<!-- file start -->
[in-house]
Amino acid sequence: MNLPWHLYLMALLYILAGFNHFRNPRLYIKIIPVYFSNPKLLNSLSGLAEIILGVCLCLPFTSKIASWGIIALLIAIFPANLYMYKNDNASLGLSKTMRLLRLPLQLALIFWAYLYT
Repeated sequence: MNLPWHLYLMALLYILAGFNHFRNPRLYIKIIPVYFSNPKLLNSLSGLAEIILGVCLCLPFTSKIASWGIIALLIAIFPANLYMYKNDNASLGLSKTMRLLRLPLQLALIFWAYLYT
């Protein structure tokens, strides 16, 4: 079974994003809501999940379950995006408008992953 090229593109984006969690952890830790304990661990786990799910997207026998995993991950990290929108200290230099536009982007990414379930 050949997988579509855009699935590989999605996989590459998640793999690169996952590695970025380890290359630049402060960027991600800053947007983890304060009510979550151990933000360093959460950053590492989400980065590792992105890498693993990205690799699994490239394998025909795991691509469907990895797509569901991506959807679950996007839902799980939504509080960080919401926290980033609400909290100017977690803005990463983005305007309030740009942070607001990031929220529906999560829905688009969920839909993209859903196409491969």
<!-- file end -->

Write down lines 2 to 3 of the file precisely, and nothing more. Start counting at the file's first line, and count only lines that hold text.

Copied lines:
Amino acid sequence: MNLPWHLYLMALLYILAGFNHFRNPRLYIKIIPVYFSNPKLLNSLSGLAEIILGVCLCLPFTSKIASWGIIALLIAIFPANLYMYKNDNASLGLSKTMRLLRLPLQLALIFWAYLYT
Repeated sequence: MNLPWHLYLMALLYILAGFNHFRNPRLYIKIIPVYFSNPKLLNSLSGLAEIILGVCLCLPFTSKIASWGIIALLIAIFPANLYMYKNDNASLGLSKTMRLLRLPLQLALIFWAYLYT